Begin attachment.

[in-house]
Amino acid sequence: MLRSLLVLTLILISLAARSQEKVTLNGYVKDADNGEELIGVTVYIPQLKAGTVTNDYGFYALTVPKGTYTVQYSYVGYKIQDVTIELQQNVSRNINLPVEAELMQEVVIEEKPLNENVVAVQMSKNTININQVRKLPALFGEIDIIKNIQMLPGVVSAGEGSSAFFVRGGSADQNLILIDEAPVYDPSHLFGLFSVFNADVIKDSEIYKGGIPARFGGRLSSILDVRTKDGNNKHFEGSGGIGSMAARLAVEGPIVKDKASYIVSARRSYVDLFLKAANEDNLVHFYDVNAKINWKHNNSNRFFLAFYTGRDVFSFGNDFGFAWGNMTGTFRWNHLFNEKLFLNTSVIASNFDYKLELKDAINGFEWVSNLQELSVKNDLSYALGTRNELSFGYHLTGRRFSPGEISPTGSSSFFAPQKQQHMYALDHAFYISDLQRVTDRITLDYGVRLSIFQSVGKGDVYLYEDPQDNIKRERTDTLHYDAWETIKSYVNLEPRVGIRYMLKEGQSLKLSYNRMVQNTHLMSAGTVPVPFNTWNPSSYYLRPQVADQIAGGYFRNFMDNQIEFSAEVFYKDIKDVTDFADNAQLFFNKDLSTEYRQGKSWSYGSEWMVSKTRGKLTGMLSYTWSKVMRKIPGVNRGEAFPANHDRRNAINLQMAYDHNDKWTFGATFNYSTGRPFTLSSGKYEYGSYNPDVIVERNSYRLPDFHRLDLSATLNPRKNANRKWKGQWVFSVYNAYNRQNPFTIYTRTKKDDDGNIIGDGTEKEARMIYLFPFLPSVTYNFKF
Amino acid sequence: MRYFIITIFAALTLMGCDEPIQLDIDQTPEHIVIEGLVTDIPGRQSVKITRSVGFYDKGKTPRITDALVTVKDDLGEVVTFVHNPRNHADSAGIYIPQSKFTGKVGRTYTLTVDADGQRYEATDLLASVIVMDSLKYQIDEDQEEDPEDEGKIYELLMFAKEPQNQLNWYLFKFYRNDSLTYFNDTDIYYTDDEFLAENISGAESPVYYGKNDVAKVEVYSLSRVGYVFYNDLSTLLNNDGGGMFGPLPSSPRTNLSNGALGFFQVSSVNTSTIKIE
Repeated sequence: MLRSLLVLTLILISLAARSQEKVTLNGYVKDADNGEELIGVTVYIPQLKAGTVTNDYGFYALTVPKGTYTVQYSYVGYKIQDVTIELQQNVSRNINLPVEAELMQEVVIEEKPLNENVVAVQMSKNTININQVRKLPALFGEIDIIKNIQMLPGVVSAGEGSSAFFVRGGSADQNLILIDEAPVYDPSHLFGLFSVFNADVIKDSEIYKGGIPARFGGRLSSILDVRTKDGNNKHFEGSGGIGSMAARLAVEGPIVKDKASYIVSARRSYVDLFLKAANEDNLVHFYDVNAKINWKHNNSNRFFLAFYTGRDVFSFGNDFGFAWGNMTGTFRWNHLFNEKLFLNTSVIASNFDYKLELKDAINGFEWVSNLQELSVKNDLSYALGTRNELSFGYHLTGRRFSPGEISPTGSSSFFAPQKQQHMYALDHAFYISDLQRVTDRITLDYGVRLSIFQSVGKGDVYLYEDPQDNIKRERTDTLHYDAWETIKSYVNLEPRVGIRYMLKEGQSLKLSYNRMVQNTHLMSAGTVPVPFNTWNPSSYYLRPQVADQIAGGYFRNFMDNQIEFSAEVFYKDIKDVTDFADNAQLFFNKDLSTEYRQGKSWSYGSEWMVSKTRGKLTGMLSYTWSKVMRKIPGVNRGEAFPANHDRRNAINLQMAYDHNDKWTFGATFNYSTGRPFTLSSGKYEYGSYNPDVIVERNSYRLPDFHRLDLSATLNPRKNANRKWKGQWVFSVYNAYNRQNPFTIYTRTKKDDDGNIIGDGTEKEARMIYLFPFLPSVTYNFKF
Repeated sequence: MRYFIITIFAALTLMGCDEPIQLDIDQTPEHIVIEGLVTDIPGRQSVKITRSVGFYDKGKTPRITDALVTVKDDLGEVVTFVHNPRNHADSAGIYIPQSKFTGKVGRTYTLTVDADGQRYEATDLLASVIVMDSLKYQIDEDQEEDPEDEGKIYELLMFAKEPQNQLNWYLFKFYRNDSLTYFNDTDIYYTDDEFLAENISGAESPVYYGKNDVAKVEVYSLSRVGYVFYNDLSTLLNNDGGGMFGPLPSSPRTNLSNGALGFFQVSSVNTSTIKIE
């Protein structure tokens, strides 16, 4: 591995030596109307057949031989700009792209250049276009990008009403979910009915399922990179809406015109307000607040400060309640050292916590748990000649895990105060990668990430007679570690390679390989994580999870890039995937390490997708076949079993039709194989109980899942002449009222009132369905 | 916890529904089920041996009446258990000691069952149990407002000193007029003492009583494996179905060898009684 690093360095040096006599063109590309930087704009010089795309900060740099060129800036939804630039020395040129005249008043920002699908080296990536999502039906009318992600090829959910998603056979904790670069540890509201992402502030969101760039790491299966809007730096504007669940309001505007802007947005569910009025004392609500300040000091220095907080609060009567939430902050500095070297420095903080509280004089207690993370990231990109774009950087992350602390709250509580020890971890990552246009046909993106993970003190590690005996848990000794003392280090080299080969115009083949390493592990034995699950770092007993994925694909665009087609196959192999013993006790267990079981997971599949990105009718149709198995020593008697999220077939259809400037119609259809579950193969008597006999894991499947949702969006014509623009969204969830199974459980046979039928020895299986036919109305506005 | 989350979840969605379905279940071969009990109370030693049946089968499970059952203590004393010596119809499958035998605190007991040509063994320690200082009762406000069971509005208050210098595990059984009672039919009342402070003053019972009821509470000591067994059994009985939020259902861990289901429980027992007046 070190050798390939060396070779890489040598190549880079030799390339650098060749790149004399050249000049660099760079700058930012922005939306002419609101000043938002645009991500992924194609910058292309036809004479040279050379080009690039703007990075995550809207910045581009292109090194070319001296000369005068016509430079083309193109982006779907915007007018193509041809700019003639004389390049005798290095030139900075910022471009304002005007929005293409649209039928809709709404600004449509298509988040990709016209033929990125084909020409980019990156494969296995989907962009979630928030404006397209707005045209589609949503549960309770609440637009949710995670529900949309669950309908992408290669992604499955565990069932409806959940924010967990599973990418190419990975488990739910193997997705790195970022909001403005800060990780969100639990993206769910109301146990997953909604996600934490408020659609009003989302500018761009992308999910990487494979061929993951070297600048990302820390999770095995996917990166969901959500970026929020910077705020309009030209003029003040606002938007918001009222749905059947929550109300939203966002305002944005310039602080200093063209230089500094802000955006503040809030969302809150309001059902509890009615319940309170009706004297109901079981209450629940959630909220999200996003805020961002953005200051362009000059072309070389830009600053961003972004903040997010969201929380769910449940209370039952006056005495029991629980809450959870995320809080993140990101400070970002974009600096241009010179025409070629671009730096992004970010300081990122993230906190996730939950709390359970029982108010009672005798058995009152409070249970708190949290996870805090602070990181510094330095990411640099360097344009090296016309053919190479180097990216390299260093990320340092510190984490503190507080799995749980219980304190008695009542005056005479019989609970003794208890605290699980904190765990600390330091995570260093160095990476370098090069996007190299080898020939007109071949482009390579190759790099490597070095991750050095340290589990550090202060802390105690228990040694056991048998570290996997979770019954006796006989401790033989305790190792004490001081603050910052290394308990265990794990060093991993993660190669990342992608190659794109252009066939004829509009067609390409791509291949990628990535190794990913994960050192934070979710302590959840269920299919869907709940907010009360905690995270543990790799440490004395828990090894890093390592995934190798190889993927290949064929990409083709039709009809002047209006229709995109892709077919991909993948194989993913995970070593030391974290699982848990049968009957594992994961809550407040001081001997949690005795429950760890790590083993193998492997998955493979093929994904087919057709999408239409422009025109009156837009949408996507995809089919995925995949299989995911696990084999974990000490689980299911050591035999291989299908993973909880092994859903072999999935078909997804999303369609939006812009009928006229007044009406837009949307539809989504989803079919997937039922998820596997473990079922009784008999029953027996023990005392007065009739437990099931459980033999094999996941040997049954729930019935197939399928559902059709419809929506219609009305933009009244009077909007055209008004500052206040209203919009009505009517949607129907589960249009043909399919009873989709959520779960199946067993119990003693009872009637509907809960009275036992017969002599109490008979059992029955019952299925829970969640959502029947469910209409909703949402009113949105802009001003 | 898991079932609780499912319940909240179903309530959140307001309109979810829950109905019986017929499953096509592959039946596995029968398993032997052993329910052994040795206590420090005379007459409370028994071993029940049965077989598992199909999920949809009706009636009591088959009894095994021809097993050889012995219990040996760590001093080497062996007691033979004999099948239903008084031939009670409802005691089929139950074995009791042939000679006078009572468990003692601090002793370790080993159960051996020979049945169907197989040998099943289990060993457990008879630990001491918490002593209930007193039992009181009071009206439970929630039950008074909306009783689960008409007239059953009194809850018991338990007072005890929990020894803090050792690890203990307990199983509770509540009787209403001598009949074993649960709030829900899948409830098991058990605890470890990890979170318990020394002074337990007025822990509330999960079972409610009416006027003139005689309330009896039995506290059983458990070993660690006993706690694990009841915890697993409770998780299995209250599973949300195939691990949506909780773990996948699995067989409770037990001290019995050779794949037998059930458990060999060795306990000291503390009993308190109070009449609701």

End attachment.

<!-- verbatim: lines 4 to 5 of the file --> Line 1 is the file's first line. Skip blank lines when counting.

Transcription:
Repeated sequence: MLRSLLVLTLILISLAARSQEKVTLNGYVKDADNGEELIGVTVYIPQLKAGTVTNDYGFYALTVPKGTYTVQYSYVGYKIQDVTIELQQNVSRNINLPVEAELMQEVVIEEKPLNENVVAVQMSKNTININQVRKLPALFGEIDIIKNIQMLPGVVSAGEGSSAFFVRGGSADQNLILIDEAPVYDPSHLFGLFSVFNADVIKDSEIYKGGIPARFGGRLSSILDVRTKDGNNKHFEGSGGIGSMAARLAVEGPIVKDKASYIVSARRSYVDLFLKAANEDNLVHFYDVNAKINWKHNNSNRFFLAFYTGRDVFSFGNDFGFAWGNMTGTFRWNHLFNEKLFLNTSVIASNFDYKLELKDAINGFEWVSNLQELSVKNDLSYALGTRNELSFGYHLTGRRFSPGEISPTGSSSFFAPQKQQHMYALDHAFYISDLQRVTDRITLDYGVRLSIFQSVGKGDVYLYEDPQDNIKRERTDTLHYDAWETIKSYVNLEPRVGIRYMLKEGQSLKLSYNRMVQNTHLMSAGTVPVPFNTWNPSSYYLRPQVADQIAGGYFRNFMDNQIEFSAEVFYKDIKDVTDFADNAQLFFNKDLSTEYRQGKSWSYGSEWMVSKTRGKLTGMLSYTWSKVMRKIPGVNRGEAFPANHDRRNAINLQMAYDHNDKWTFGATFNYSTGRPFTLSSGKYEYGSYNPDVIVERNSYRLPDFHRLDLSATLNPRKNANRKWKGQWVFSVYNAYNRQNPFTIYTRTKKDDDGNIIGDGTEKEARMIYLFPFLPSVTYNFKF
Repeated sequence: MRYFIITIFAALTLMGCDEPIQLDIDQTPEHIVIEGLVTDIPGRQSVKITRSVGFYDKGKTPRITDALVTVKDDLGEVVTFVHNPRNHADSAGIYIPQSKFTGKVGRTYTLTVDADGQRYEATDLLASVIVMDSLKYQIDEDQEEDPEDEGKIYELLMFAKEPQNQLNWYLFKFYRNDSLTYFNDTDIYYTDDEFLAENISGAESPVYYGKNDVAKVEVYSLSRVGYVFYNDLSTLLNNDGGGMFGPLPSSPRTNLSNGALGFFQVSSVNTSTIKIE